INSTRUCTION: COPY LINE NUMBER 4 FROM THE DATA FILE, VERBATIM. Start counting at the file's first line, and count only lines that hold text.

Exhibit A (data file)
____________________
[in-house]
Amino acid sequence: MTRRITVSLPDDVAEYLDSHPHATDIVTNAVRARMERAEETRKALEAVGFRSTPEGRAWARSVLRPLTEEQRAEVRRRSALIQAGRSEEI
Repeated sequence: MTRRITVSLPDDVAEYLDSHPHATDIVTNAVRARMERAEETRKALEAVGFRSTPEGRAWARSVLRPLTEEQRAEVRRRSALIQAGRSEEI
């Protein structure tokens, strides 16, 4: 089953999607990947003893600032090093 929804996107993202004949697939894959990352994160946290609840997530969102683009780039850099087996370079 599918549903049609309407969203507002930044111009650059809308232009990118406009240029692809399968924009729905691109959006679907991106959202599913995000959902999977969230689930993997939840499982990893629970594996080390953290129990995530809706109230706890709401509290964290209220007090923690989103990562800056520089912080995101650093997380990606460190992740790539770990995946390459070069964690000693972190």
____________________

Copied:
């Protein structure tokens, strides 16, 4: 089953999607990947003893600032090093 929804996107993202004949697939894959990352994160946290609840997530969102683009780039850099087996370079 599918549903049609309407969203507002930044111009650059809308232009990118406009240029692809399968924009729905691109959006679907991106959202599913995000959902999977969230689930993997939840499982990893629970594996080390953290129990995530809706109230706890709401509290964290209220007090923690989103990562800056520089912080995101650093997380990606460190992740790539770990995946390459070069964690000693972190």